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Literature / The Story of Ferdinand

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A children's book written by Munro Leaf and illustrated by Robert Lawson, published in 1936, it is the story of a bull who would rather sit down and smell flowers than fight in a ring like all the other bulls.

In a pasture in sunny southern Spain, while all the other young bulls are constantly play-fighting and butting heads with each other, a young bull named Ferdinand would rather sit down and smell flowers all day. When he grows up, although he becomes very strong and powerful, he would still rather sit and smell flowers all day.

One day, several men come along looking for bulls for the bullring in Madrid. At that very moment, Ferdinand sits on a flower being visited by a foraging bee, which immediately stings him, causing him to go off on a wild rampage of destruction, which leaves an impression on the scouts, who take him away to the Great Bullring in Madrid.

Once there, it seems that everyone in Madrid came to watch the fight between Ferdinand and the matador. Once Ferdinand finally shows up in the ring everyone acts scared of him. Someone in the audience throws down a bouquet of flowers, and when he comes charging out everybody runs from him, including the matador, but he stops in the middle of the ring to smell the flowers. Nothing the matador does provokes Ferdinand into fighting him. Eventually Ferdinand is taken back to the pasture, where he lives happily sitting and smelling the flowers.

Adapted as a cartoon in 1938 by Walt Disney as the Silly Symphonies cartoon Ferdinand the Bull. A CGI feature adaptation starring John Cena called Ferdinand made by Blue Sky Studios was released in 2017.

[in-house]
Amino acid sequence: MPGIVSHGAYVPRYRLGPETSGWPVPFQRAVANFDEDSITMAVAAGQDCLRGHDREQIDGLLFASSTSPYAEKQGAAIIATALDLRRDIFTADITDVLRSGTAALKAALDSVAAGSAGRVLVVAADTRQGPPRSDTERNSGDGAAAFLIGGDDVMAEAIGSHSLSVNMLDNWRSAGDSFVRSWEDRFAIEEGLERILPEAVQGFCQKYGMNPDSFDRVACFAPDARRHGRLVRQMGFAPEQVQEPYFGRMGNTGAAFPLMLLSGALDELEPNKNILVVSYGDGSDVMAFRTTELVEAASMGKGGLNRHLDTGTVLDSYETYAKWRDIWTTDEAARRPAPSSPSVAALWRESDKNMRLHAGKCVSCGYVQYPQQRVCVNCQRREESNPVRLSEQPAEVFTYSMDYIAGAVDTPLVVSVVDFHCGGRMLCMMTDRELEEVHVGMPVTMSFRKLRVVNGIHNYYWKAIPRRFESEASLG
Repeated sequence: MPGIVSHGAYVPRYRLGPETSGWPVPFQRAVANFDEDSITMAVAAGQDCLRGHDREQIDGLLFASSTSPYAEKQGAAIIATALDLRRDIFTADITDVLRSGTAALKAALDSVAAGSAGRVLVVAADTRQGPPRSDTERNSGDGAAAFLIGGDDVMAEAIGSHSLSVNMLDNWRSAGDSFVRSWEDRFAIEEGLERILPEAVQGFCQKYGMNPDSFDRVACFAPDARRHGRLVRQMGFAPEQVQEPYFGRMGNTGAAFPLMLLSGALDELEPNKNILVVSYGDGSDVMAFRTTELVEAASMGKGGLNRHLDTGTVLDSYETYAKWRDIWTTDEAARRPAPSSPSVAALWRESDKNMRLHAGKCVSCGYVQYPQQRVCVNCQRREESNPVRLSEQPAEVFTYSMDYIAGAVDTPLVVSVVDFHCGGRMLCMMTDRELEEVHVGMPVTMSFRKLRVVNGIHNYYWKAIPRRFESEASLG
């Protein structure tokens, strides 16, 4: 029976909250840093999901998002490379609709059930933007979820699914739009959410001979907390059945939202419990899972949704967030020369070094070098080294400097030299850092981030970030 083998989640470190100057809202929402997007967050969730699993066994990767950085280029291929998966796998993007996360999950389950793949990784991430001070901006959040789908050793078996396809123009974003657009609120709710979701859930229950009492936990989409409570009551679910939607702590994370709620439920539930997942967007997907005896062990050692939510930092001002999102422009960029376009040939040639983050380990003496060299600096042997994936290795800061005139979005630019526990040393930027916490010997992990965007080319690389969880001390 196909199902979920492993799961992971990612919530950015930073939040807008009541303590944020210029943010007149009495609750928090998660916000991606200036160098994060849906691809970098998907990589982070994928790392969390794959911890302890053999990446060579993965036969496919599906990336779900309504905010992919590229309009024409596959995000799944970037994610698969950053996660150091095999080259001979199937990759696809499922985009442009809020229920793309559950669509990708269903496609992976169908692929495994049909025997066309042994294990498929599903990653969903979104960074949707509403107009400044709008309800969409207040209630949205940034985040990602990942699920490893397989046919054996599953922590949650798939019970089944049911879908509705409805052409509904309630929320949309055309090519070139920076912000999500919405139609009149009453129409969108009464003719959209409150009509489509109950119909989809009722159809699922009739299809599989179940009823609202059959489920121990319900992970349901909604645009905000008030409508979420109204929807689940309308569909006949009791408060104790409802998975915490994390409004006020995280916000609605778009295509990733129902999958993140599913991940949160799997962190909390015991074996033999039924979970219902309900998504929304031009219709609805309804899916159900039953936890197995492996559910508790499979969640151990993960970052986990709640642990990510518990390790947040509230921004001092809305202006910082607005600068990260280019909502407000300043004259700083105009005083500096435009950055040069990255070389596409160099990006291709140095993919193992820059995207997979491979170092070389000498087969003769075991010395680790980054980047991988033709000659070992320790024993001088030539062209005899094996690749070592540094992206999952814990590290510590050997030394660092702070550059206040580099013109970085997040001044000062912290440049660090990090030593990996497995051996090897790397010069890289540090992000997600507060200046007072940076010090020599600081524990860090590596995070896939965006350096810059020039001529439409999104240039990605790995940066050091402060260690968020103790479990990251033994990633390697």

Contains ecamples of:

  • All Deserts Have Cacti: Although the story is set in the rather arid regions of Southern Spain, we obviously see prickly pear cacti in the background.
  • Ambiguously Gay: Some readers have found it easy to see Ferdinand's refusal to conform to traditional gender roles as queer-coding, or at least a metaphor.
  • Beastly Bloodsports: Bullfighting is central to the story.
  • Bee Afraid: Sitting on a bumblebee is what initiates Ferdinand going mad and getting selected for the bullfight.
  • Bicolor Cows, Solid Color Bulls: An inversion: Ferdinand the Bull is black-and-white while his mother is white.
  • Brutish Bulls: Humorously and deliberately inverted: Ferdinand fits the usual physical stereotypes of the aggressive and violent fighting bull to a T — he's huge, strong and black as pitch — but he's a gentle and pacifist soul, and would only like to keep smelling the flowers.
  • Canon Illustrations: Munro Leaf wrote the story as a vehicle to show off the illustrations of his friend Robert Lawson. The book has been printed only with Lawson's drawings ever since.
  • Central Theme: Never judge a bull by its cover.
  • Deliberately Monochrome: The book was accompanied by finely detailed pen-and-ink illustrations, in contrast to most children's books, which are usually colorful.
  • Face Palm: The matador delivers an epic one when Ferdinand refuses to fight.
  • Gentle Giant: Ferdinand, who is an enormous bull who hates to fight and would rather smell the flowers.
  • Good Parents: Ferdinand's mother doesn't understand why her son doesn't play with the other bulls, but she lets him continue smelling the flowers.
  • Grows on Trees: The illustrations show a cork tree growing corks like acorns. In Real Life cork is the bark of the cork tree.
  • Spexico: Obvious in the dress of the bull scouts (one of them even wears a sombrero), and the architecture of Madrid.